Friday, October 7, 2022


I came across the illustration below on the right this morning and consequently went looking for posts here about the Trinity. From among those I found I select two:
In 2002 Fred Sanders was interviewed by Biola Connections about the doctrine of the Trinity.
Q. What are common analogies people use to explain the Trinity that are misleading?

A. Almost all analogies for the Trinity end up being misleading. Usually they each have one point of helpfulness and that’s it. Legend has it that when Saint Patrick was explaining the Christian faith to the barbarians of Ireland and got to the part about the Trinity, they said, ‘How can that possibly be true?’ And he picked up a shamrock and converted the whole nation of Ireland. So, it was good enough to get an incredible piece of evangelistic work done. But if you continue thinking about a shamrock, it gets less and less like the Trinity. It would be similar to using the analogy of a pizza that is cut into three pieces (like the three shamrock leaves). God the Father is not a third of God. Each person of the Trinity is fully God.

Another common analogy is water. It can exist in three forms: liquid, ice or steam. The major problem is you can’t have the same piece of water being liquid, solid and gaseous at the same time. But the Bible shows the three Persons of the Godhead existing simultaneously.

Q. What is the simplest way to accurately explain the Trinity?

A. As soon as you use an analogy to explain the Trinity, you introduce complexity. It’s ironic, but the simplest way to explain the Trinity is to tell the story of Jesus Christ. Jesus is sent by the Father to earth where He is empowered by the Holy Spirit. When he ascends to the right hand of the Father, he sends the Holy Spirit to us.

A good analogy can be helpful sometimes, but can’t possibly please God when the word ‘Trinity’ makes us think primarily about ice cubes and shamrocks rather than the incarnation of the Son and the outpouring of the Spirit.

Q. What is a common misconception people have about the Trinity?

A. Probably the most common misconception is the fear that it really doesn’t make sense. That somehow we became Christians and that committed us to believe in certain things and, unfortunately, one of those things is rationally impossible.

But the Trinity is not irrational in any direct sense. I think the main intellectual problem with the Trinity is that it’s so dense. When we say ‘the Trinity,’ we are really saying all the basic elements of the gospel at once. So it’s a very dense formula, sort of like e=mc2 is difficult to understand — not because it’s logically contradictory, but because there’s so much information packed into it.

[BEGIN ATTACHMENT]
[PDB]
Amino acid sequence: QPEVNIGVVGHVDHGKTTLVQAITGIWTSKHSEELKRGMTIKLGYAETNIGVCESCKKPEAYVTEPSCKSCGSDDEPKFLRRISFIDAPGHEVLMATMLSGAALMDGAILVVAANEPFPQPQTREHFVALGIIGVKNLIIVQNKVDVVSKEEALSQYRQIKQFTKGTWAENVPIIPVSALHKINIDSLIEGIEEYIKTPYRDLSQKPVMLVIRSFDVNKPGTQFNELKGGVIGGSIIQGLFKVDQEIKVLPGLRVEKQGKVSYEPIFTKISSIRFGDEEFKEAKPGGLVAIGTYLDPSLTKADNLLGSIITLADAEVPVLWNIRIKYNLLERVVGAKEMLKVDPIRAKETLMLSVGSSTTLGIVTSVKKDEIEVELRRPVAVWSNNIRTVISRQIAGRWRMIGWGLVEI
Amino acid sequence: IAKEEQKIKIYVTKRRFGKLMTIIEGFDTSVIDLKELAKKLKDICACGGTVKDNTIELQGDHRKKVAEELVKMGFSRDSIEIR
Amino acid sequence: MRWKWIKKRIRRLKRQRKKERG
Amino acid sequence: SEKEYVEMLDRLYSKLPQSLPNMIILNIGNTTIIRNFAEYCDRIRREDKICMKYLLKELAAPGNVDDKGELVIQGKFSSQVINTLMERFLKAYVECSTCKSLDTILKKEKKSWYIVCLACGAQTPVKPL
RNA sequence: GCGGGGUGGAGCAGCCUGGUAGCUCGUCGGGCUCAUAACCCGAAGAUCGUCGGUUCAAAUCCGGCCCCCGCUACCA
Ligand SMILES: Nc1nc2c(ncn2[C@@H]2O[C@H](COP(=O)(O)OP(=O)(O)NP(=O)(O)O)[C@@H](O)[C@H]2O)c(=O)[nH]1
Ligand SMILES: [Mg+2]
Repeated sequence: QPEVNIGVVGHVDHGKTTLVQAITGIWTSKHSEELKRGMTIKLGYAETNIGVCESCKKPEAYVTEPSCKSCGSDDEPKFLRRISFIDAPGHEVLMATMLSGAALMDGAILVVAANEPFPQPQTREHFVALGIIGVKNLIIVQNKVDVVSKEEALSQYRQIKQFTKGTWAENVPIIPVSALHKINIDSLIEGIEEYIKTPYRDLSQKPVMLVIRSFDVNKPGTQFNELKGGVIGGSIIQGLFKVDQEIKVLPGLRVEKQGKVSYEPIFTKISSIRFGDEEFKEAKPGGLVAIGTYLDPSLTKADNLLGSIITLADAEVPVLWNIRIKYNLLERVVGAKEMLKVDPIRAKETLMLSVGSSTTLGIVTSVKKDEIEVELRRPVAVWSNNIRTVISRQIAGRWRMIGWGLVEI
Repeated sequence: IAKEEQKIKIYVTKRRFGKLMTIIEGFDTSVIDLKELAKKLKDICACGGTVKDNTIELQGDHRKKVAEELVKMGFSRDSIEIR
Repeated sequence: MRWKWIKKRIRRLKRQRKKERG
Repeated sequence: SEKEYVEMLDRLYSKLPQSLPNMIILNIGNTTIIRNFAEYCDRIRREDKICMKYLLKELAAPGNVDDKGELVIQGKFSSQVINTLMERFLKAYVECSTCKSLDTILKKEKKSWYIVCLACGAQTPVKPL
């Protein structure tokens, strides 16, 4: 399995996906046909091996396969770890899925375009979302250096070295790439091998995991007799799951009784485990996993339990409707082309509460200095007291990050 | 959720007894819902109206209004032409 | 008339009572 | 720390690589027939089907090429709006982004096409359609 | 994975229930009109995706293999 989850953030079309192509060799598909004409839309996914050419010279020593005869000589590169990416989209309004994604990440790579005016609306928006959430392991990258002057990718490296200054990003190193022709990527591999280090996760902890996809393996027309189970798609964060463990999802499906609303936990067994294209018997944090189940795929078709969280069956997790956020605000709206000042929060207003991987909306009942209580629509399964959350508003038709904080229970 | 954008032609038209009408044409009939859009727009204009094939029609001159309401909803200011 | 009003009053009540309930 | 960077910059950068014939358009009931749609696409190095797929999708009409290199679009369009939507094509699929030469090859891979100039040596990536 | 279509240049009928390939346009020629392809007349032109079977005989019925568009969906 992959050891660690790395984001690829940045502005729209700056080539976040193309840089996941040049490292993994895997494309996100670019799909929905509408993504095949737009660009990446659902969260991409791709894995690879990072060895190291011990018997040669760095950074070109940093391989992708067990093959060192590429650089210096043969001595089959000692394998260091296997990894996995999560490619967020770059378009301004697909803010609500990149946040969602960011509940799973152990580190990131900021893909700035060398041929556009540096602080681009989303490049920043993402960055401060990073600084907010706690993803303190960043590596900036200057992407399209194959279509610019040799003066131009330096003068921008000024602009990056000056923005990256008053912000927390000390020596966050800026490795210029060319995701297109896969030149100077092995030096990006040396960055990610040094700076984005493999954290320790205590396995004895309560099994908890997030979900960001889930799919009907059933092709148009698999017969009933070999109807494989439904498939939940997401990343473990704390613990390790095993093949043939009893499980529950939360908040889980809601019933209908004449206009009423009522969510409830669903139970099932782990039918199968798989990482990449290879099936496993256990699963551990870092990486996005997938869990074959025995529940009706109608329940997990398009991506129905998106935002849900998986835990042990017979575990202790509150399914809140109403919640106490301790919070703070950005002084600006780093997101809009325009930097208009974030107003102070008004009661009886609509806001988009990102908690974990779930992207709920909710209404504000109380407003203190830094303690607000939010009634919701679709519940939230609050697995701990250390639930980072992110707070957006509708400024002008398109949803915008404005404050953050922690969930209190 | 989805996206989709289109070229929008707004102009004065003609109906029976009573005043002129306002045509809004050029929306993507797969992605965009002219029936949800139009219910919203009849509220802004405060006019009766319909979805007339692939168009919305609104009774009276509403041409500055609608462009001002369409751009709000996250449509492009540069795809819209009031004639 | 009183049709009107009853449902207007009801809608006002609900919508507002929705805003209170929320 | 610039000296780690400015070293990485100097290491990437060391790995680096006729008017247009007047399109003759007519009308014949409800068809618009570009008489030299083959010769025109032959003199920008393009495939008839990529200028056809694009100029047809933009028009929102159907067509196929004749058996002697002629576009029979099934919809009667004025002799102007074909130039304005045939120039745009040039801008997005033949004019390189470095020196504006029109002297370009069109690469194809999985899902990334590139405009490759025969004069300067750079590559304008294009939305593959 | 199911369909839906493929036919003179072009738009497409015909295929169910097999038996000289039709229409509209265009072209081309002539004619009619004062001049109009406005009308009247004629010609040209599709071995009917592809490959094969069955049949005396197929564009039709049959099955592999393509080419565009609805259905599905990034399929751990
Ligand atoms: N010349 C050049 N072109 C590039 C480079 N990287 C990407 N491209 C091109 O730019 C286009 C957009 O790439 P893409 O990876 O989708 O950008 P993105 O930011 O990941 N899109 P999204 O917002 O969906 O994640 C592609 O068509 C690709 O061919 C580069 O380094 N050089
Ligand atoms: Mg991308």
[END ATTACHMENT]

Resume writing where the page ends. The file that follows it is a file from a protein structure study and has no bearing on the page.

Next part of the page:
The Trinity would be irrational if it were self-contradictory — for example, if it said that there are three persons in God and yet only one person. Or if it said that God is one being and God is three beings. But for God to be one Being who is three Persons in no way contradicts the laws of logic. Now, it may be beyond our understanding in some way because we don’t know of any other being like that. It’s a mystery, but a mystery is not an excuse to stop thinking. A mystery is something that is bigger than our minds can take in and invites us to a lifetime of intellectual wrestling.
And also this:
The term "Trinity" doesn't appear in the Scriptures but Kenneth Samples contends that there is certainly a Biblical basis for the doctrine:
  1. There is only one true God (Deuteronomy 6:4; Isaiah 43:10; John 17:3; Galatians 3:20).
  2. The Father is called or referred to as God (Psalm 89:26; Ephesians 4:6; Colossians 1:2–3; 2 Peter 1:17).
  3. The Son (Jesus Christ) is called or referred to as God (John 1:1; Philippians 2:6; Colossians 2:9; Titus 2:13).
  4. The Holy Spirit is called or referred to (or granted the status) as God (Genesis 1:2; John 14:26; Acts 13:2, 4; Romans 8:11).
  5. The Father, Son, and Holy Spirit are distinct persons and can be distinguished from one another (the Father is not the Son; the Father is not the Holy Spirit; and the Son is not the Holy Spirit) (Matthew 28:19; Luke 3:22; John 15:26; 16:13–15; 2 Corinthians 13:14).
  6. The three persons (Father or God; and Son or Christ or Lord; and Holy Spirit or Spirit) are frequently listed together in a triadic pattern of unity and equality (Romans 15:16, 30; 1 Corinthians 12:4-6; 2 Corinthians 1:21–22; Galatians 4:6).
The Scriptorium: For Saint Patrick: Two Cheers for Trinity Analogies, The Trinity’s Biblical Basis | Reflections

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